But the American people are as docile now as they were during the Roosevelt administration, and they are being fooled in all the same ways. They are rallying behind Bush, using mindless slogans, and are sometimes more than implying that we who are questioning the Bush policies are unpatriotic.
The meddling and playing policeman of the world has done nothing but ruin lives and make enemies. Some of these enemies will sink to the level of the 9-11 terrorists. I believe strongly that this was the main cause of the 9-11 attacks. Had we minded our own business this previous century, not only would those 3,000 people still be alive, but millions more would be too, and we would all have a far better quality of life.
The Civil War and World War II are the two cases I have used to show that war causes political power to gravitate to central government. And, like Lincoln and Roosevelt before him, President Bush is anxious to accumulate as much power to himself as possible. This war is clearly about power. As the left points out, it is about oil too; oil is power. And, in order to get into the war, the American people were deceived again (9).
It has become abundantly clear that this Iraq war is to benefit Bush's big business cronies (Halliburton is but the most conspicuous example), his top administration cronies, many of whom have big business ties, and himself. Also, he wants a jump-off point in the Middle East from which to launch wars on other nations in the area.
The war is being justified by the prospect of "democracy" and "freedom" which we are told will make life better for the Iraqi people. To cram this form of government and a dose of the American system (remember Clay?) down their throats is of the infamous Jacobin tradition (10), along with the lies that are told to fool the public into accepting the Bush rhetoric.
We are also being told that a "capitalist" economic system will bring prosperity to Iraq. Of course, as we have seen, the Bush administration and most of the public do not have a clue what capitalism is, and we might as well read "mercantilism" or even out-and-out socialism.
This paternalist approach has never worked, and an American imposed government is more than likely to be overthrown by Islamic fundamentalists, instituting a dictatorship worse than that of Saddam Hussein. This is what happened when the Ayatollah overthrew the Shah of Iran.


The Bush administration, as we all know, is up to its eyeballs in drug control. I will not touch on the bulk of the insane war on drugs except to say that it is an egregious assault on liberty (not to mention your pocketbook) that has landed millions in jail. In fact, the U.S has the highest prison population per capita than any other country, which is generally known. What is not generally known is that about half of these people are there only because of the insane war on drugs (11). My own opinion is that this insane war has never prevented one person from using one drug even one time, but it has ruined many lives. Having said that, there are a couple of specifics that I want to deal with.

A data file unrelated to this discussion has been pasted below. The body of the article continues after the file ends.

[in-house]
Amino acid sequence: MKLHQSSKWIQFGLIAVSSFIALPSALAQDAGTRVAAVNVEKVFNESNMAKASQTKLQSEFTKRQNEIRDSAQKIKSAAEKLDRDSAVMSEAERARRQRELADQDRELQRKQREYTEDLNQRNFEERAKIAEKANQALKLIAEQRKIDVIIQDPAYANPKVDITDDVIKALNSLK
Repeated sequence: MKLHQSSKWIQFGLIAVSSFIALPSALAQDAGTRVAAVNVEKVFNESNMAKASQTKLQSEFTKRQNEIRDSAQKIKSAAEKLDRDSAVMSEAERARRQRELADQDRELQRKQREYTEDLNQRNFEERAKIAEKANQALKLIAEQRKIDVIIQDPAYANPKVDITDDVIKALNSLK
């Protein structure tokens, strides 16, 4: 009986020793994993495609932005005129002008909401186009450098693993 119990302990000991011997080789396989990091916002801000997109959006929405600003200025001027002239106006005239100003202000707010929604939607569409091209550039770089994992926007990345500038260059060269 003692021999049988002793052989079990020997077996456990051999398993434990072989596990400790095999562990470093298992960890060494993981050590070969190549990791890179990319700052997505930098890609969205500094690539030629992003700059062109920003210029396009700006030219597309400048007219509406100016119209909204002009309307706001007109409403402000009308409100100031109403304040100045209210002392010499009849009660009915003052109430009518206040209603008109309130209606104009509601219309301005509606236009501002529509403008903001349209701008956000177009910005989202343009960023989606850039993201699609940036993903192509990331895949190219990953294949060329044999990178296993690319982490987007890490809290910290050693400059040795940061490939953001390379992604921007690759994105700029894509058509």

One is that the insane war on drugs has invaded doctors' offices (12). Doctors have been harassed and prosecuted for prescribing pain medication that the Drug Enforcement Administration has arbitrarily decided on a one-size-fits-all basis is too much. This has intimidated doctors into under-prescribing or even avoiding pain management altogether. This means needless suffering for patients as law enforcement agents are telling doctors how to prescribe.
The other thing is that marijuana has been found to be an excellent medical treatment for a variety of serious illnesses. My very good friend, Steve Kubby, is an adrenal cancer survivor of thirty years. Adrenal cancer is always fatal in five years or less, but Steve survived, and doctors are sure it is because of the marijuana (13).
Many states have passed propositions by very wide margins to legalize the use of marijuana under a doctor's supervision. These state laws are all tiny baby-steps toward freedom, but the Bush administration, like the Clinton one before it, is enraged. In complete defiance of the Tenth Amendment, the DEA has raided many legal growers and even hospices, and arrested both doctors and very sick patients (14). The federal government will not even consider allowing or conducting research (not that it is a legitimate function of the federal government to conduct scientific research), much less rescheduling the drug in a more reasonable way. In fact, quite the contrary. Ever since the plant was banned in 1937 under Roosevelt's watch (why am I not surprised?) enforcement has waxed and waned, but today under Bush it is stricter than ever (15).